Last updated: May 24, 2022
The Friend’s Home was the residence of the Public Universal Friend, an American preacher. Born Jemima Wilkinson in 1752 into a prominent Quaker family, the Friend underwent a religious transformation during a serious illness at the age of 23. Upon recovering, the Friend renounced the name and pronouns of Jemima Wilkinson. The Friend claimed that Jemima had died, and that God had reanimated her body with a new, genderless spirit named the “Public Universal Friend.”
The Friend took up preaching, traveling throughout the Northeast and gathering followers into a community known as the Society of Universal Friends. The group’s theology largely resembled Quaker teachings. The gender presentation of the Friend, however, distinguished the Society and attracted considerable public attention. The preacher dressed in an androgynous or masculine style, often wearing long black robes and a broad-brimmed hat. The Friend ignored or scolded anyone who used the name “Jemima Wilkinson.”
Most followers referred to the preacher as “the Friend” or with the abbreviation “P.U.F.” Many of them used the pronouns “he” and “him” to address the Friend. But other observers noted that the Friend seemed to be “neither man nor woman.” Historians have written about the Friend’s gender differently across time. Some have pointed out that society frowned on public leadership roles for women. They describe the Friend as a woman who downplayed her femininity to preach. Other writers have characterized the Friend as transgender or nonbinary. While the Friend did not leave any writings specifically reflecting on gender identity, historians like Paul Moyer have argued that the preacher's gender presentation was closely tied to the experience of religious transformation. According to Moyer, the Friend's "holy persona blurred the very distinction between male and female."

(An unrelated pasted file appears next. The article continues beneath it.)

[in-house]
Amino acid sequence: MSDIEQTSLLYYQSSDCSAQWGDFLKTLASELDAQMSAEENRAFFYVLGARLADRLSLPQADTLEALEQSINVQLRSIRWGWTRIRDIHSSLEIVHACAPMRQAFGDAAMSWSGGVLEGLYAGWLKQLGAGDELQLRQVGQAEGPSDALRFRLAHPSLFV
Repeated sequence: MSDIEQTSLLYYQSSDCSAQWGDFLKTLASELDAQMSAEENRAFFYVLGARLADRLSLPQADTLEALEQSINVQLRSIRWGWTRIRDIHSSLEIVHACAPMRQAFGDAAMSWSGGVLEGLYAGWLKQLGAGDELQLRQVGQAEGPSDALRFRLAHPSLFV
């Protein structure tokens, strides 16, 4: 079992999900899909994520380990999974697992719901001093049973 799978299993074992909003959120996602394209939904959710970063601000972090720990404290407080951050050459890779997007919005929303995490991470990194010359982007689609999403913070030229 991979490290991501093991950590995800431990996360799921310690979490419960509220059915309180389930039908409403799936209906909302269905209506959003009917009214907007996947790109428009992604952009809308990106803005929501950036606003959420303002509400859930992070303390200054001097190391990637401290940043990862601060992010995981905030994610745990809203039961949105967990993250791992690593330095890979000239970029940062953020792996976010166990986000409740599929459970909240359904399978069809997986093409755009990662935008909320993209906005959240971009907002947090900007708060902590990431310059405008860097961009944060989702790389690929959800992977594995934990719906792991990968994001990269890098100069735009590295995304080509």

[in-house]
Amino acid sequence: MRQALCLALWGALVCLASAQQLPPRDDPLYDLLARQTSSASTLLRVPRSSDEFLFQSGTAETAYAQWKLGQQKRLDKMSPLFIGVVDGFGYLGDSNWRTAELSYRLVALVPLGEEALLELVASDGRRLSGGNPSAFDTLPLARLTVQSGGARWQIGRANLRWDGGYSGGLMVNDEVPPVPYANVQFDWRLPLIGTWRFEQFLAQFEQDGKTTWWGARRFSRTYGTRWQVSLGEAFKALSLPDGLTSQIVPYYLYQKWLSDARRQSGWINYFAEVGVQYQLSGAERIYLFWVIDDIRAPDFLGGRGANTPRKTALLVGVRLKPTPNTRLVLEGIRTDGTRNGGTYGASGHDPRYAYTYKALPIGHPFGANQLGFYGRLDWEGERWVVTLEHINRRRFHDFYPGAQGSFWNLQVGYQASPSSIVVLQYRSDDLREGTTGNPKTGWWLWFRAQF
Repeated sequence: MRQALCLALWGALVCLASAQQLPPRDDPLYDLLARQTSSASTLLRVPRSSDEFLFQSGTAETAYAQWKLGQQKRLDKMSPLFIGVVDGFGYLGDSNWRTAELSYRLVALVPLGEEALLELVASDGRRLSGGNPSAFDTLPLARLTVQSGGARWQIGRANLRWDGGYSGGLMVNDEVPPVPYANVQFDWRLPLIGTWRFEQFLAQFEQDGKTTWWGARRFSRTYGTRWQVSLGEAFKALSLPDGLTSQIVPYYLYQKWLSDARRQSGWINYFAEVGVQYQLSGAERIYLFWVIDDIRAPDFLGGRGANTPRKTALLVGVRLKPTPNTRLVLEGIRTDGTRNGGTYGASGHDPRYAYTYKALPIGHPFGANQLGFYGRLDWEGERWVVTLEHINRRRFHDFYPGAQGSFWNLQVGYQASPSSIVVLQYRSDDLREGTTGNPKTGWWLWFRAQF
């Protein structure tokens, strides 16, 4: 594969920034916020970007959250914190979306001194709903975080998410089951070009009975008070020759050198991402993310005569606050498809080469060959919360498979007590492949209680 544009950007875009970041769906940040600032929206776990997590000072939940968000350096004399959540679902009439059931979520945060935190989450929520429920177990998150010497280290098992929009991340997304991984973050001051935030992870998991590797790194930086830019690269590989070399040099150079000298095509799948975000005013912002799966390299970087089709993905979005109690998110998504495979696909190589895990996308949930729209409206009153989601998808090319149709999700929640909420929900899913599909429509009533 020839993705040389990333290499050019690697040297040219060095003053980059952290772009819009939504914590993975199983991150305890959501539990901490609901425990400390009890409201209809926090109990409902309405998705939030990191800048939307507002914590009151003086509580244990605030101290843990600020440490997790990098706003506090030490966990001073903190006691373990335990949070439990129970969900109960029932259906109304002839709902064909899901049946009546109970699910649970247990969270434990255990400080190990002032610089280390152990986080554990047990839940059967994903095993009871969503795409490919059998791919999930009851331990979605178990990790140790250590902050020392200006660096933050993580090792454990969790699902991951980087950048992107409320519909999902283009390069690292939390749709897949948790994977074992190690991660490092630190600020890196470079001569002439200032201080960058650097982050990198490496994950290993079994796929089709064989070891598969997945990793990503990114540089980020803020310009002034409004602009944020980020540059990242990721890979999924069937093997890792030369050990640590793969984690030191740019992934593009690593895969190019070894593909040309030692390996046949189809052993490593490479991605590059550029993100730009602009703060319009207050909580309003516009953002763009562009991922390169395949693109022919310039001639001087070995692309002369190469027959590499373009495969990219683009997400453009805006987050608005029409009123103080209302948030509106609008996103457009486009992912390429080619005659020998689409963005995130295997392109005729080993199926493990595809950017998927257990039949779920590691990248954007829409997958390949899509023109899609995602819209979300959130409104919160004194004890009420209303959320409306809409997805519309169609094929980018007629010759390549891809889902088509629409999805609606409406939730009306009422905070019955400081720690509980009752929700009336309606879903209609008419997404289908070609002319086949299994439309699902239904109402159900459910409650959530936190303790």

In the early 1790s, the group established a colony in western New York State, near the town now known as Jerusalem. A Federal style house served as the center of the group’s religious and agricultural activities. In 1819, the Public Universal Friend died after years of declining health. Members of the Society of Universal Friends initially buried the Friend’s body in the basement of the house. They later moved it to an unmarked location on the property. After the Friend’s death, the Society gradually disbanded.
The Friend’s Home is also known as the Jemima Wilkinson House. It was added to the National Register of Historic Places on August 24, 1994. The house and outbuildings sit on hills overlooking the Guyanoga Valley and Keuka Lake. The property is significant for its association with the Friend. It is also a distinctive example of Federal style residential architecture of the Finger Lakes region.
Notes and Bibliography
 Moyer, The Public Universal Friend, 8-9.
Moyer, Paul B. The Public Universal Friend: Jemima Wilkinson and Religious Enthusiasm in Revolutionary America. Ithaca, NY: Cornell University Press, 2015.
"Jemima Wilkinson House." NPS.gov (archived). https://web.archive.org/web/20170615182223/https://www.nps.gov/nr/travel/pwwmh/ny7.htm
National Register of Historic Places, Jemima Wilkinson House, Jerusalem, Yates County, New York, NR #94000965, https://catalog.archives.gov/id/75315619.
Schmidt, Samantha. "A genderless prophet drew hundreds of followers long before the age of nonbinary pronouns." Washington Post, Jan. 5, 2020. https://www.washingtonpost.com/history/2020/01/05/long-before-theythem-pronouns-genderless-prophet-drew-hundreds-followers/.
Springate, Megan, ed. LGBTQ America: A Theme Study of Lesbian, Gay, Bisexual, Transgender, and Queer History. Washington, DC: National Park Foundation, 2016.
Wisbey, Herbert A., Jr. Pioneer Prophetess: Jemima Wilkinson, the Publick Universal Friend. Ithaca, NY: Cornell University Press, 2009.
Article by Ella Wagner, Cultural Resources Office of Interpretation and Education.